Busch Stadium

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Busch Stadium
Busch Stadium III
Busch Stadium
Location 700 Clark Street
St. Louis, Missouri 63102
Coordinates Lua error in Module:Coordinates at line 668: callParserFunction: function "#coordinates" was not found.
Public transit Metrolink: Stadium
Owner St. Louis Cardinals
Operator St. Louis Cardinals[1]
Capacity 43,975
46,861 (with standing room)[2]
Record attendance 48,263 Chelsea F.C. vs Manchester City F.C. (3-4)[3]
Baseball: 47,875 (April 13, 2015) Cardinals vs Brewers[4]
Field size Left Field — 336 feet (102 m)
Left Center Field — 375 feet (114 m)
Center Field — 400 feet (122 m)
Right Center Field — 375 feet (114 m)
Right Field — 335 feet (102 m)
Surface Kentucky Bluegrass
Broke ground January 17, 2004; 15 years ago (January 17, 2004)
Opened April 4, 2006; 13 years ago (April 4, 2006) (MiLB exhibition)
April 10, 2006; 13 years ago (April 10, 2006) (MLB)
Construction cost $365 million[5][6]
($428 million in 2019 dollars[7])
Architect Populous
Kennedy Associates/Architects Inc.[8]
Project manager Clayco Corp.[9]
Structural engineer Bliss & Nyitray, Inc
Services engineer M-E Engineers, Inc.[10]
General contractor Hunt/Kwame[11]
St. Louis Cardinals (MLB) (2006–present)
US men's national soccer team (2015)

Busch Stadium, also referred to informally as "New Busch Stadium" or "Busch Stadium III", is a baseball park located in St. Louis, Missouri, and the home of the St. Louis Cardinals , the city's Major League Baseball (MLB) franchise. The stadium has a seating capacity of 43,975, and contains 3,706 club seats and 61 luxury suites. It replaced Busch Memorial Stadium (aka Busch Stadium II) and occupies a portion of that stadium's former footprint. A commercial area, dubbed Ballpark Village, was built adjacent to the stadium over the remainder of the former stadium's footprint.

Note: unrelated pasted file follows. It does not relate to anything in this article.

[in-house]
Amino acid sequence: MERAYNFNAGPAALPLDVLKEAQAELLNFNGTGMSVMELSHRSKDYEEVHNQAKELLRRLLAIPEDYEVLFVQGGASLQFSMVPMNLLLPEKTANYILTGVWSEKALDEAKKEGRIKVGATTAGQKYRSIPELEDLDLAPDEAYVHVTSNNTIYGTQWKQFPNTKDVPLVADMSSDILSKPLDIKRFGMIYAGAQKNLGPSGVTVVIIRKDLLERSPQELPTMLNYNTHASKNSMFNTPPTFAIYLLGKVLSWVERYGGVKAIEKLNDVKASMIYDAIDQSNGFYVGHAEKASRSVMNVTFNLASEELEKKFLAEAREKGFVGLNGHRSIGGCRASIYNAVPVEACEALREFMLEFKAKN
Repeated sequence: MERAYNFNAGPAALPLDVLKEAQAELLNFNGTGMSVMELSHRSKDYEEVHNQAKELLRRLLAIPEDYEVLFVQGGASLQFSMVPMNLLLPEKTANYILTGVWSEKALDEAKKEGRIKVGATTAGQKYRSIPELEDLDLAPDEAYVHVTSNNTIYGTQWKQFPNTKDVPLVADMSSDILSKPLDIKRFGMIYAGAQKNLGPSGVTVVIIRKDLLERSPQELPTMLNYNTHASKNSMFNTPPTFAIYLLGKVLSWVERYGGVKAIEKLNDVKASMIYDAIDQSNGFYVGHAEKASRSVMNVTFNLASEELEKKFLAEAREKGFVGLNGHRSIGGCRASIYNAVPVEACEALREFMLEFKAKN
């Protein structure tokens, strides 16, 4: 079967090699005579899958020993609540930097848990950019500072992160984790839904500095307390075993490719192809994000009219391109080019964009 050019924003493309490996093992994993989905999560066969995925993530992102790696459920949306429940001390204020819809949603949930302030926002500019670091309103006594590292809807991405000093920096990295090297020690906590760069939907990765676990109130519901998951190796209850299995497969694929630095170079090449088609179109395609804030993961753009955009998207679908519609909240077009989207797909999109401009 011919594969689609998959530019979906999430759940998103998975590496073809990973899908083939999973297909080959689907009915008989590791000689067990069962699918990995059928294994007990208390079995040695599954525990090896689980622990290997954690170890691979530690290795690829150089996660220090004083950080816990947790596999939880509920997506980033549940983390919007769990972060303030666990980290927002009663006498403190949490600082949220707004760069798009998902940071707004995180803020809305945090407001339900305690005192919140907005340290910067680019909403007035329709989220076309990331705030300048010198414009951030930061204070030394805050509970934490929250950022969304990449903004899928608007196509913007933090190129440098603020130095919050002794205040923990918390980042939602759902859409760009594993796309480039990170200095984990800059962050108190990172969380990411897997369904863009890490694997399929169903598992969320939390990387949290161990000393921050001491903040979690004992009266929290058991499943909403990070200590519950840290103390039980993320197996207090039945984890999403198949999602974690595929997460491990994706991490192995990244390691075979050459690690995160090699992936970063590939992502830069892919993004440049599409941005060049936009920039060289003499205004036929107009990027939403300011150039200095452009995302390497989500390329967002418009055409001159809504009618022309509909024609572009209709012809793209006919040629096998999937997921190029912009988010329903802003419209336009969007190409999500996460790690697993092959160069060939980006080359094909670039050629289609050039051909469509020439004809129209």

The stadium opened on April 4, 2006 with an exhibition between the minor league Memphis Redbirds and Springfield Cardinals, both affiliates of the St. Louis Cardinals, which Springfield won 5-3 with right-hander Mike Parisi recording the first win. The first official major league game occurred on April 10, 2006 as the Cardinals defeated the Milwaukee Brewers 6–4 behind an Albert Pujols home run and winning pitcher Mark Mulder.

The highest attendance for a sports event was on May 23, 2013, when 48,263 people watched Chelsea Football Club and Manchester City Football Club play a friendly match.[12]

The stadium is the third stadium in St. Louis to carry the name Busch Stadium. Sportsman's Park was renamed Busch Stadium in 1953, after team owner Gussie Busch. The first Busch Stadium closed in 1966 and both the baseball Cardinals, and the National Football League (NFL)'s team of the same name (now the Arizona Cardinals) moved to a new multi-purpose stadium, named Busch Memorial Stadium. However, the current stadium is actually a corporate name and named after Anheuser-Busch, not Gussie Busch. The naming rights deal was signed in 2004 and would extend from the stadium's opening in 2006 until 2026.[13]